John Hébert's Byzantine Monkey begins with a loop of the traditional "La Reine de la Salle" sung by Odile Falcon in an ancient reedy voice, Hébert's improvised bass joining in, his lines at once swift and empathetic, lyrical and microtonal, his sound deeply resonant and every metallic buzz of string and finger captured. It's an arresting moment, Hébert's Louisiana roots as palpable as his bass. Those roots are just as apparent when loop and bass cede the foreground to Tony Malaby's tenor and Michael Attias' alto, the two saxophonists playing the Cajun melody with enough grit and wail to suggest Albert Ayler and Charles Tyler playing on the Bayou. The performance sets a pattern of dense overlay and profound reflection that distinguishes Hébert's work here.
He's a musician whose bass is confident in the foreground and whose compositions consistently merge strong musical ideas with forceful emotions. Like Charles Mingus, Hébert enjoys developing turbulence at slow tempos as well as fast and there's real intensity in a performance like "Blind Pig" that comes from the sheer accumulation of voices, Attias' keening alto and the leader's bass complemented by the rattling drums and percussion of Nasheet Waits and Satoshi Takeishi. Malaby's multiphonic roar initially gives a dirge-like sound to "Ciao Monkey" and there's often a gravity here that comes from the sheer power of low frequencies, Attias sometimes doubling on baritone and Adam Kolker, present on half of the ten tracks, adding bass clarinet to his flutes.
Hébert has recorded a couple of these tunes before (in duo with pianist Russ Lossing on 2008's Line Up, on hatOLOGY), but "Blind Pig and "For A.H.," a tribute to the late Andrew Hill, take on a new power here while retaining much of their intimacy. While he has already distinguished himself as a bassist, this is a striking debut as a bandleader for Hébert, the group's sound, empathy and collective identity all testifying to his focused originality.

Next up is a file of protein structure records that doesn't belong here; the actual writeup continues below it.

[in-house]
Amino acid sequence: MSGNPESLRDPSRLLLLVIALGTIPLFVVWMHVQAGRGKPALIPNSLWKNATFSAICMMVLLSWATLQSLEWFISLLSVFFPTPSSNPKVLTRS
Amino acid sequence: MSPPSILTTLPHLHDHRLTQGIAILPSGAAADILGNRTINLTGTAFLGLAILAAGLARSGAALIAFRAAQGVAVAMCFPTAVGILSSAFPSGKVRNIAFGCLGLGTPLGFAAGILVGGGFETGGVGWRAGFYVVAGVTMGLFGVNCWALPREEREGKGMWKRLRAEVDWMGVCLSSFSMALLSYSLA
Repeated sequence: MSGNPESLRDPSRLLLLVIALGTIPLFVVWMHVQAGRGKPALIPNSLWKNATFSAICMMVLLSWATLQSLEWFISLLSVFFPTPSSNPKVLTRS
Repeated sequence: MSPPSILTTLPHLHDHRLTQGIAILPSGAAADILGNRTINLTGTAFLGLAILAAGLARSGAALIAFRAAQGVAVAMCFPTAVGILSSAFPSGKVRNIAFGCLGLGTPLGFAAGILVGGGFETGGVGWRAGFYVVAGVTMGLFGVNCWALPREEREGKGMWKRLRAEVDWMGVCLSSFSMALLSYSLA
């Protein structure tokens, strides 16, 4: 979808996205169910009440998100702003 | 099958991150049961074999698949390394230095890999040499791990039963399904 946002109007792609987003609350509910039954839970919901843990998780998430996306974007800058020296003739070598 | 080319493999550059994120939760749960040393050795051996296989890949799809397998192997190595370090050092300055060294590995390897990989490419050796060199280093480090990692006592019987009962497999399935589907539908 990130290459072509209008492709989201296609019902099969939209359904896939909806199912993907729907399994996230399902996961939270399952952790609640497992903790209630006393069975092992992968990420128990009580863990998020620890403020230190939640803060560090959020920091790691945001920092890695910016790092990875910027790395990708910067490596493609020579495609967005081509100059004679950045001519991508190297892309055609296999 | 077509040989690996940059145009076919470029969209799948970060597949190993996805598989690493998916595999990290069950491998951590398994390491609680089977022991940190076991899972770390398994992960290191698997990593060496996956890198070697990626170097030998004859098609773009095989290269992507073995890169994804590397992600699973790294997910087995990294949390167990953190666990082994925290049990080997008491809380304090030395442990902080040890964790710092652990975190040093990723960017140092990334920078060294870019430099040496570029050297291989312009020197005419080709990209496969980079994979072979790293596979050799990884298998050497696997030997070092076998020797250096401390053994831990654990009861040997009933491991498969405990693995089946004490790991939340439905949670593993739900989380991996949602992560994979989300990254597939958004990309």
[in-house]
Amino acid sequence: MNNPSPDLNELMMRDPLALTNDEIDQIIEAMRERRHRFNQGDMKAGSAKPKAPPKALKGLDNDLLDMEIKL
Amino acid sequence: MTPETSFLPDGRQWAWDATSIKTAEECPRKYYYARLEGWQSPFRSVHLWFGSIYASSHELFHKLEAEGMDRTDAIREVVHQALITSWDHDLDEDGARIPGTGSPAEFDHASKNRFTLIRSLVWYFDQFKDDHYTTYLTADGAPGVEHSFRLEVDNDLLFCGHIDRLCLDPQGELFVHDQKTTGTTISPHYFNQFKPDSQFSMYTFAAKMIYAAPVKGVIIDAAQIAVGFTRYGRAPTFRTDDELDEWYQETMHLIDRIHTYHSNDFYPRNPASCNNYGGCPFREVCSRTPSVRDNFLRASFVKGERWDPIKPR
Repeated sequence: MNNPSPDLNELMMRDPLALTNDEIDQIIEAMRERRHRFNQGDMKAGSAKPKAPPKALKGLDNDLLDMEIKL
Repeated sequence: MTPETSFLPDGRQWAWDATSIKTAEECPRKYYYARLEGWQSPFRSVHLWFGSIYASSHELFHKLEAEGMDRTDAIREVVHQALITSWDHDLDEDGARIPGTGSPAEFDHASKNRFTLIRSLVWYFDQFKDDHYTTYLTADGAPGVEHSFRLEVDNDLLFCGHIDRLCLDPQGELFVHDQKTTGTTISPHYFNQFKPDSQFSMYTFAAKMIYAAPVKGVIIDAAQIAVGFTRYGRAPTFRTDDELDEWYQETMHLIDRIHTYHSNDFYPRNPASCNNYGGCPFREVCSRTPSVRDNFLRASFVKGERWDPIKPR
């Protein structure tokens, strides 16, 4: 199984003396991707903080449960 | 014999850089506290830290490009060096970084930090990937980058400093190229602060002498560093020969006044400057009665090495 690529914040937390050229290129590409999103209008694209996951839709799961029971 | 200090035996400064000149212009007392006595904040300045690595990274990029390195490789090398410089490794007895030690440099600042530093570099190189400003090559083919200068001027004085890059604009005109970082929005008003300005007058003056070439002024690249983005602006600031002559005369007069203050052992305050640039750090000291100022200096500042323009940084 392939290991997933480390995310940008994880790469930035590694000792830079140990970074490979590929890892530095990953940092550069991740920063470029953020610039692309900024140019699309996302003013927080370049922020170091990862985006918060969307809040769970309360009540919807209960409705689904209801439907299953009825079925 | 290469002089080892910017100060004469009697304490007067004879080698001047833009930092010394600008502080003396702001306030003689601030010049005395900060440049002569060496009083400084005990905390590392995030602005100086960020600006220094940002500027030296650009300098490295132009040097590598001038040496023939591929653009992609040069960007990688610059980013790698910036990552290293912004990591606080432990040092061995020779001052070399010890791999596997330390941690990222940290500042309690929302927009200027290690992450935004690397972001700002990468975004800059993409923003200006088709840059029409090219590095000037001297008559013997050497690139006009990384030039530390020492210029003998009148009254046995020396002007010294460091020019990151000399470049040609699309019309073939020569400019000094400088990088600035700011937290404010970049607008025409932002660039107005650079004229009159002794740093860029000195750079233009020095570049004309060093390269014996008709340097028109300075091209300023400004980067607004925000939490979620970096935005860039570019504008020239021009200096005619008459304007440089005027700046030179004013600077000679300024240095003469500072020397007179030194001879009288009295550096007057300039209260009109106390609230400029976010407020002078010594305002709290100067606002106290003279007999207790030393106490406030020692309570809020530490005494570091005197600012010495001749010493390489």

Track Listing: La Reine de la Salle; Acrid Landscape; Run For The Hills; Blind Pig; Ciao Monkey; Cajun Christmas; Fez; For A.H.; Fez II; New Belly.
Personnel: John Hébert: bass; Michael Attias: alto sax, baritone sax; Tony Malaby: tenor sax, soprano sax; Nasheet Waits: drums; Satoshi Takeishi: percussion; Adam Kolker: flute, alto flute, bass clarinet (2-4, 6, 8).
I love jazz because next to my kids, it's the love of my life.
I was first exposed to jazz by Joe Rico from a tiny station in Niagara Falls in 1954 when I was 13.
The best show I ever attended was Maynard Ferguson who blew the roof off Massey Hall in the late 50s.
My advice to new listeners is to listen to everything you can and then listen again.